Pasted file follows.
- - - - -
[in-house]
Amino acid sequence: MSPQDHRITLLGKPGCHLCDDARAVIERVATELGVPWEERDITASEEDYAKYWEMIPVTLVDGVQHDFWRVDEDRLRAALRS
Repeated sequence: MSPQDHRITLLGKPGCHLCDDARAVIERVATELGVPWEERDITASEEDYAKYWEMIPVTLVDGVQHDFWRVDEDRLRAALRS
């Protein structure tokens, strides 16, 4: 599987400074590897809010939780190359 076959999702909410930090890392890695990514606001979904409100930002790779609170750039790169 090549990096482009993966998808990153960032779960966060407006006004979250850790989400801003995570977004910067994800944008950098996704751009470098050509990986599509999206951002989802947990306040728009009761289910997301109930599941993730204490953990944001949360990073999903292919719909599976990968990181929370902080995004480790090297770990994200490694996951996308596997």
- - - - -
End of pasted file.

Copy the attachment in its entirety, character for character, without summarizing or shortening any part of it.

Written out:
[in-house]
Amino acid sequence: MSPQDHRITLLGKPGCHLCDDARAVIERVATELGVPWEERDITASEEDYAKYWEMIPVTLVDGVQHDFWRVDEDRLRAALRS
Repeated sequence: MSPQDHRITLLGKPGCHLCDDARAVIERVATELGVPWEERDITASEEDYAKYWEMIPVTLVDGVQHDFWRVDEDRLRAALRS
């Protein structure tokens, strides 16, 4: 599987400074590897809010939780190359 076959999702909410930090890392890695990514606001979904409100930002790779609170750039790169 090549990096482009993966998808990153960032779960966060407006006004979250850790989400801003995570977004910067994800944008950098996704751009470098050509990986599509999206951002989802947990306040728009009761289910997301109930599941993730204490953990944001949360990073999903292919719909599976990968990181929370902080995004480790090297770990994200490694996951996308596997």